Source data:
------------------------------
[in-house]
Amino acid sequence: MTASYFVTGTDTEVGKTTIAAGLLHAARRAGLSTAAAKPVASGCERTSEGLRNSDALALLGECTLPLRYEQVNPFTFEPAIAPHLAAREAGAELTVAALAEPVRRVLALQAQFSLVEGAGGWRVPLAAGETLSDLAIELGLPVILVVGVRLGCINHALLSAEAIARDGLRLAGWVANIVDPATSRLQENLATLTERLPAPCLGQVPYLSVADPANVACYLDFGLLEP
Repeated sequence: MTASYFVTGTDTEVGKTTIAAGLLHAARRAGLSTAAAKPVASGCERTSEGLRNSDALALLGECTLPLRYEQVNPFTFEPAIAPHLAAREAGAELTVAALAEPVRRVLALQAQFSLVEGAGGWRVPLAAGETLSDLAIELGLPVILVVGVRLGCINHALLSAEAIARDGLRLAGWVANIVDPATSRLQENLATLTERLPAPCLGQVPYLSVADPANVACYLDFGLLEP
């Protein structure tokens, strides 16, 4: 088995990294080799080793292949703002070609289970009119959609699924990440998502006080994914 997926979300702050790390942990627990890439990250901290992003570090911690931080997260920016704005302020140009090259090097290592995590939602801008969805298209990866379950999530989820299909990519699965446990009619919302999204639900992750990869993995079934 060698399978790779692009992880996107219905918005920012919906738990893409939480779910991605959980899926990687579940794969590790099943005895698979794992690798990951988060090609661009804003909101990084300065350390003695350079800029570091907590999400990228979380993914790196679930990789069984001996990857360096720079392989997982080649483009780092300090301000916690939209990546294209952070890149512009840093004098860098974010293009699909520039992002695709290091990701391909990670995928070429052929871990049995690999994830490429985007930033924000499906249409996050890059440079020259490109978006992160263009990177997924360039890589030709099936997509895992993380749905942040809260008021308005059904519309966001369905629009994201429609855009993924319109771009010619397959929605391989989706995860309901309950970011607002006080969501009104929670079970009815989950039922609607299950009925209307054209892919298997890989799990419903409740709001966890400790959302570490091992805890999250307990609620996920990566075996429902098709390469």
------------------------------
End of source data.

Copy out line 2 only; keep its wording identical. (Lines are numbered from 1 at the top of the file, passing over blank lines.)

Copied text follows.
Amino acid sequence: MTASYFVTGTDTEVGKTTIAAGLLHAARRAGLSTAAAKPVASGCERTSEGLRNSDALALLGECTLPLRYEQVNPFTFEPAIAPHLAAREAGAELTVAALAEPVRRVLALQAQFSLVEGAGGWRVPLAAGETLSDLAIELGLPVILVVGVRLGCINHALLSAEAIARDGLRLAGWVANIVDPATSRLQENLATLTERLPAPCLGQVPYLSVADPANVACYLDFGLLEP